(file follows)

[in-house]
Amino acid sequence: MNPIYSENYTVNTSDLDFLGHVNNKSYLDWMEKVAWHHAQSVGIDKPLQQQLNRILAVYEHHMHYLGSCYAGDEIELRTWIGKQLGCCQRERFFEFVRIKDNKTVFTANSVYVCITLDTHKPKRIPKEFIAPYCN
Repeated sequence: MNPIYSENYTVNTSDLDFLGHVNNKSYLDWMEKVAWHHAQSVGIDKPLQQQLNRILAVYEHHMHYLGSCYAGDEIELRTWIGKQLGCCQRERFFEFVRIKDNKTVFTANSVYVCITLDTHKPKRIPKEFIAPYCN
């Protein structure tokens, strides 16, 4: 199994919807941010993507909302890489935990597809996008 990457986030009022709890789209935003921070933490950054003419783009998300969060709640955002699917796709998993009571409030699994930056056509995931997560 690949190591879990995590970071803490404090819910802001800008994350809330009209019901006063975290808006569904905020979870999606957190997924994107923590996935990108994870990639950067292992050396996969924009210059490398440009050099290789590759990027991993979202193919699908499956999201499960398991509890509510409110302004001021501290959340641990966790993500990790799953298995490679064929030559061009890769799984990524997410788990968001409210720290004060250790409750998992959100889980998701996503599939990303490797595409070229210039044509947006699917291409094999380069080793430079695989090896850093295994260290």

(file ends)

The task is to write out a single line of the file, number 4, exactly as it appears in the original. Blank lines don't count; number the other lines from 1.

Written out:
């Protein structure tokens, strides 16, 4: 199994919807941010993507909302890489935990597809996008 990457986030009022709890789209935003921070933490950054003419783009998300969060709640955002699917796709998993009571409030699994930056056509995931997560 690949190591879990995590970071803490404090819910802001800008994350809330009209019901006063975290808006569904905020979870999606957190997924994107923590996935990108994870990639950067292992050396996969924009210059490398440009050099290789590759990027991993979202193919699908499956999201499960398991509890509510409110302004001021501290959340641990966790993500990790799953298995490679064929030559061009890769799984990524997410788990968001409210720290004060250790409750998992959100889980998701996503599939990303490797595409070229210039044509947006699917291409094999380069080793430079695989090896850093295994260290």